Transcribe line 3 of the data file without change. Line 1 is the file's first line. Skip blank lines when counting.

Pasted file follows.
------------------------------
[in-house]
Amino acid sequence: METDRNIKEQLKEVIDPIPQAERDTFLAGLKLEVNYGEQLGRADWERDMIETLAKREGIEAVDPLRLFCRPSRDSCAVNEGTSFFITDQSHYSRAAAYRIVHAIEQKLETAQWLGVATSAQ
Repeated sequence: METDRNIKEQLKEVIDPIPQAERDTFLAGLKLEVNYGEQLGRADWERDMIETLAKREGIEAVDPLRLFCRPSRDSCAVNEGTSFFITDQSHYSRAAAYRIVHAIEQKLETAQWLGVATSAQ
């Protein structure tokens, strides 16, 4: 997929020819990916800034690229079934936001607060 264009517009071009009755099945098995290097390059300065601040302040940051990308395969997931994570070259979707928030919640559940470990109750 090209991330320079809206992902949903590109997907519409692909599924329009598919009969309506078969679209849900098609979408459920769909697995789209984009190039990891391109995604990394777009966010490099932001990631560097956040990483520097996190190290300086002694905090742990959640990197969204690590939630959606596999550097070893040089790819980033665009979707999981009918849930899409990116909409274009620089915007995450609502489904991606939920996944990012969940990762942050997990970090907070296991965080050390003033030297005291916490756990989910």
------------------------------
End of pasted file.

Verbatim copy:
Repeated sequence: METDRNIKEQLKEVIDPIPQAERDTFLAGLKLEVNYGEQLGRADWERDMIETLAKREGIEAVDPLRLFCRPSRDSCAVNEGTSFFITDQSHYSRAAAYRIVHAIEQKLETAQWLGVATSAQ